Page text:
Between each block of trials the following instructions were presented on screen: "Important: during the next phase the previously correct and wrong answers are reversed. This is part of the experiment. Please try to make as few errors as possible--in other words, avoid the red X." Before each test block, the following message also appeared: "This is a test. Go fast; making a few errors is okay." After the feedback for the sixth and final test block, a message appeared informing the participant that the experiment was complete.

Prisoners. Pilot work with the prisoner population indicated that some participants experienced difficulty in learning the IRAP task, relative to the students. Consequently, for the prisoners, the researcher monitored the performance feedback displayed at the end of each practice block. When these participants failed to attain at least 80% accuracy on the practice blocks, or did not respond quickly across trials, the researcher then reloaded the software and the practice blocks were presented again. When participants responded at 80% accuracy or above on both practice blocks, they were allowed to progress through the subsequent six test blocks of the IRAP.


The IRAP Measure

The raw IRAP data comprise response latencies, defined as the time in milliseconds from the onset of a trial to the first emission of the required response for that trial. The data from six undergraduates and two main block prisoners were excluded from the analyses because they each failed to achieve at least 70% accuracy during the test blocks. Low accuracy scores that persisted across test blocks were taken to indicate unreliable control of participants' relational responses by the IRAP, and thus any differences in response latency between consistent and inconsistent blocks would be difficult to interpret. The overall mean response latencies averaged across the three test blocks for each of the three groups were shorter for the consistent (C) than the inconsistent (I) trials (undergraduates, C = 2,479 ms, [[sigma].sub.Con] = 528, I = 3,081 ms, [[sigma].sub.Con] = 1009; main block prisoners, C = 2,944 ms, [[sigma].sub.Con] = 526, 1 = 3,136 ms, [[sigma].sub.Incon] = 606; open area prisoners, C = 2,929 ms, [[sigma].sub.Con] = 464, I = 3,513 ms, [[sigma].sub.Incon] = 742). Each group produced patterns of accuracy concordant with the response latencies for the consistent and inconsistent test blocks: Where latencies were lower, accuracy scores tended to be higher (undergraduates, C = 94%, I = 86%; main block prisoners, C = 89.4%, I = 88.5%; open area prisoners, C = 92%, I = 83%). (5)

[D.sub.IRAP] algorithm. Statistical analyses first involved transforming the individual response latencies for each participant using the [D.sub.IRAP] algorithm, derived from the D-algorithm developed by Greenwald, Nosek, and Banaji (2003) for the IAT (see also Back, Schmukle, Egloff, & Gutenberg, 2005; Cai, Sriram, Greenwald, & McFarland, 2004; Mierke & Klauer, 2003). Specifically, the D-algorithm is used to control for individual variations in speed of responding, caused by differences in cognitive ability, that may act as a possible confound when analyzing between-group differences. Indeed, the use of the D-algorithm was deemed particularly important in the current study because overall response latencies for the prisoners were longer than for the undergraduates, thus indicating possible between-group differences in cognitive ability. (6)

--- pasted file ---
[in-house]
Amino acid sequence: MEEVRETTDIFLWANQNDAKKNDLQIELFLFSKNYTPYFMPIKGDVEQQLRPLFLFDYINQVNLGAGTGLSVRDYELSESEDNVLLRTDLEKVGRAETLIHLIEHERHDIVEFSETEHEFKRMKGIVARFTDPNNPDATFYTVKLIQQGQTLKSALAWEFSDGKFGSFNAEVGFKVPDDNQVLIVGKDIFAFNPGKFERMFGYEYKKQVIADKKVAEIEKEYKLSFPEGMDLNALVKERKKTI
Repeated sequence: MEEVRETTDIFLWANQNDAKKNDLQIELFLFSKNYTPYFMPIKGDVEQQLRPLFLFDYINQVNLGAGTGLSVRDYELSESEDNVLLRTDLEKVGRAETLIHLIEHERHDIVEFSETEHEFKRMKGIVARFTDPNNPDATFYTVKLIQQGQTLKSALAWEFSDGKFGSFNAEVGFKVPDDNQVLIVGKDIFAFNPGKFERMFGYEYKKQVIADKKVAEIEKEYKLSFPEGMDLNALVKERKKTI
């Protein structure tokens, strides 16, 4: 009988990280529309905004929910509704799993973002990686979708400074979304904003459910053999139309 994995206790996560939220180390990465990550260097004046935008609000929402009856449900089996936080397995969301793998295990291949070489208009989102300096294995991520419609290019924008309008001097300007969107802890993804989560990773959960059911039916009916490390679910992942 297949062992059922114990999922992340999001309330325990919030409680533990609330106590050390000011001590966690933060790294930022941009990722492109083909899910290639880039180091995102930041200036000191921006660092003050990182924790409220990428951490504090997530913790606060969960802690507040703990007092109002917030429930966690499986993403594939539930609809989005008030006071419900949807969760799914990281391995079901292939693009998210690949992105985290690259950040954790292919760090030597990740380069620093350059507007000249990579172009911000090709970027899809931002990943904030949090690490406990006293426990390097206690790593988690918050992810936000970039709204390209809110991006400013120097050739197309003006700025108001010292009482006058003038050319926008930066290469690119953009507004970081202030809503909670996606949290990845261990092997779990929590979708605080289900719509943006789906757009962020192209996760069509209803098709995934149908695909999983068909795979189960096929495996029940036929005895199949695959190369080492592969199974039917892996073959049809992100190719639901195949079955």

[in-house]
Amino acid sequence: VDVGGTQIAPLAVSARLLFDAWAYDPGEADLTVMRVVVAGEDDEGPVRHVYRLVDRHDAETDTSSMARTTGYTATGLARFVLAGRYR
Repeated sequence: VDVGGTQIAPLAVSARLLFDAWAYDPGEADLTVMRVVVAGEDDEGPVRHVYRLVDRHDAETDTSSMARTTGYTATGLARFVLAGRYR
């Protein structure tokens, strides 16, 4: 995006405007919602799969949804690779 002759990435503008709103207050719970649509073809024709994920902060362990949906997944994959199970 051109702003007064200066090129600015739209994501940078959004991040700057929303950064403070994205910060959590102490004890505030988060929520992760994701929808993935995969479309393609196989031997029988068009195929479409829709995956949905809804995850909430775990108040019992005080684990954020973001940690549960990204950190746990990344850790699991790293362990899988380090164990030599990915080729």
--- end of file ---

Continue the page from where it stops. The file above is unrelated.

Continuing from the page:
The [D.sub.IRAP] algorithm transforms the raw latency data for each participant using the following steps:

1. Only response-latency data from test blocks are used;

2. Latencies above 10,000 ms are eliminated from the dataset;

3. The data are eliminated for a participant for whom more than 10% of test-block trials have latencies less than 300 ms;

4. Compute 12 standard deviations for the four trial types: 4 for the response latencies from across test blocks 1 and 2, 4 from across the latencies from test blocks 3 and 4, and a further 4 from across test blocks 5 and 6;

5. Compute the 24 mean latencies, one for each of the four trial types in each of the six test blocks;

6. For each pair of test blocks, use step 5 to compute difference scores for each of the four trial types by subtracting the mean latency of each trial type's consistent test trials from the mean latency of their corresponding inconsistent test trials;

7. Divide each difference score by its corresponding standard deviation from step 4, yielding 12 [D.sub.IRAP] scores--1 score for each trial type for each of the 3 pairs of test blocks;

8. Calculate 4 overall trial-type [D.sub.IRAP] scores by averaging the 3 scores for each trial type across the three pairs of test blocks;

9. Two compound [D.sub.IRAP] scores, one for positive target words ([D.sub.IRAP-POS]) and one for negative target words ([D.sub.IRAP-NEG]), were then calculated by averaging the two positive and then the two negative trial-type [D.sub.IRAP] scores from step 8; and

10. We calculated a single overall [D sub IRAP] score called [D sub RAP-Tota] by averaging the 4 trial-type [D.sub.IRAP] scores from step 8.

Preliminary analyses. The design of the current study involved assigning half of the participants in each participant group to a consistent-relations-first condition and the remaining halves to an inconsistent-relations-first condition (order). To determine if order interacted with the critical IRAP effects, a 2 x 2 mixed repeated measures ANOVA was conducted with order as the between-groups variables and IRAP effect type ([D.sub.IRAP-POS] or [D.sub.IRAP-NEG]) as the within-participants variable. The main effect for IRAP effect type was significant, F(1, 41) = 15.18, p <.001, [[eta].sub.p.sup.2] = .19, but neither the main effect for order nor the interaction were significant, Fs < .08, ps > .78, [[eta].sub.p.sup.2] < .002. Thus, order was not included in subsequent analyses.